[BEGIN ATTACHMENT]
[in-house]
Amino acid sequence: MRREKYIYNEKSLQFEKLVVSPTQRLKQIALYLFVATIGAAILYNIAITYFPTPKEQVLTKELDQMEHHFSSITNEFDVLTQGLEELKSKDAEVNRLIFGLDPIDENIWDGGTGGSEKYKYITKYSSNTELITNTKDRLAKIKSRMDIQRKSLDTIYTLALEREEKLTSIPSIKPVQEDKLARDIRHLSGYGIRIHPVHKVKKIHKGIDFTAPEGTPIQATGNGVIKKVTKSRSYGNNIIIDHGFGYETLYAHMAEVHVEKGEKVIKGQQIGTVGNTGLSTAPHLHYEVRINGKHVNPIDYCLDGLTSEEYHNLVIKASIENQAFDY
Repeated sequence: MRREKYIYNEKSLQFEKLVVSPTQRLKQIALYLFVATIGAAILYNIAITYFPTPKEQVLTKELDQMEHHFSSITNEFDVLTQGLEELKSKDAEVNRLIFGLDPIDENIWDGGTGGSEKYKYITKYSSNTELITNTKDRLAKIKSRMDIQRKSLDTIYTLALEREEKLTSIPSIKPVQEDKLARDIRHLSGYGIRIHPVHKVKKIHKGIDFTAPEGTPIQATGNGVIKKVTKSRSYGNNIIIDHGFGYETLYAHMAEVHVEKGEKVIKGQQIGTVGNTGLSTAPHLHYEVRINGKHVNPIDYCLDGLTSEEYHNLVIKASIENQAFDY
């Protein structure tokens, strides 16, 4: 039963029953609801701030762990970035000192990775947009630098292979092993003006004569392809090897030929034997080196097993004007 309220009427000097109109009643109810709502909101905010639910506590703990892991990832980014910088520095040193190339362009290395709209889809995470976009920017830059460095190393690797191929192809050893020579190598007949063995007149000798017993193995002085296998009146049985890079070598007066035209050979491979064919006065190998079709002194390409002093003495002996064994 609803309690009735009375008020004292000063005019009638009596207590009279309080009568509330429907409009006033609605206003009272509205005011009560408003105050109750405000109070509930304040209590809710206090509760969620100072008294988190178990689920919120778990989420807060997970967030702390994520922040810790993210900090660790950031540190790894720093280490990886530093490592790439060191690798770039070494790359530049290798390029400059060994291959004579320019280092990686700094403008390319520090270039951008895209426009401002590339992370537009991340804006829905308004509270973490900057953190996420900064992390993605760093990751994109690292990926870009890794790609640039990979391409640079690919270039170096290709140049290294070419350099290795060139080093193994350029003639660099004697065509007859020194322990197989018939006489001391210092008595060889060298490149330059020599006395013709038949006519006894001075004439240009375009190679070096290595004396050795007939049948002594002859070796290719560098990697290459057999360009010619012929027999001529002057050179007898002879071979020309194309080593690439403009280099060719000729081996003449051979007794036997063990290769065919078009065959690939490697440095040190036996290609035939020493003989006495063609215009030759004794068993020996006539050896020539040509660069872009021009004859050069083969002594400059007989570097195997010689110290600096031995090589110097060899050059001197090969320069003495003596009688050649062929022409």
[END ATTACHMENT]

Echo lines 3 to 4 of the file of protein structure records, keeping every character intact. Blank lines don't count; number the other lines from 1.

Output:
Repeated sequence: MRREKYIYNEKSLQFEKLVVSPTQRLKQIALYLFVATIGAAILYNIAITYFPTPKEQVLTKELDQMEHHFSSITNEFDVLTQGLEELKSKDAEVNRLIFGLDPIDENIWDGGTGGSEKYKYITKYSSNTELITNTKDRLAKIKSRMDIQRKSLDTIYTLALEREEKLTSIPSIKPVQEDKLARDIRHLSGYGIRIHPVHKVKKIHKGIDFTAPEGTPIQATGNGVIKKVTKSRSYGNNIIIDHGFGYETLYAHMAEVHVEKGEKVIKGQQIGTVGNTGLSTAPHLHYEVRINGKHVNPIDYCLDGLTSEEYHNLVIKASIENQAFDY
């Protein structure tokens, strides 16, 4: 039963029953609801701030762990970035000192990775947009630098292979092993003006004569392809090897030929034997080196097993004007 309220009427000097109109009643109810709502909101905010639910506590703990892991990832980014910088520095040193190339362009290395709209889809995470976009920017830059460095190393690797191929192809050893020579190598007949063995007149000798017993193995002085296998009146049985890079070598007066035209050979491979064919006065190998079709002194390409002093003495002996064994 609803309690009735009375008020004292000063005019009638009596207590009279309080009568509330429907409009006033609605206003009272509205005011009560408003105050109750405000109070509930304040209590809710206090509760969620100072008294988190178990689920919120778990989420807060997970967030702390994520922040810790993210900090660790950031540190790894720093280490990886530093490592790439060191690798770039070494790359530049290798390029400059060994291959004579320019280092990686700094403008390319520090270039951008895209426009401002590339992370537009991340804006829905308004509270973490900057953190996420900064992390993605760093990751994109690292990926870009890794790609640039990979391409640079690919270039170096290709140049290294070419350099290795060139080093193994350029003639660099004697065509007859020194322990197989018939006489001391210092008595060889060298490149330059020599006395013709038949006519006894001075004439240009375009190679070096290595004396050795007939049948002594002859070796290719560098990697290459057999360009010619012929027999001529002057050179007898002879071979020309194309080593690439403009280099060719000729081996003449051979007794036997063990290769065919078009065959690939490697440095040190036996290609035939020493003989006495063609215009030759004794068993020996006539050896020539040509660069872009021009004859050069083969002594400059007989570097195997010689110290600096031995090589110097060899050059001197090969320069003495003596009688050649062929022409």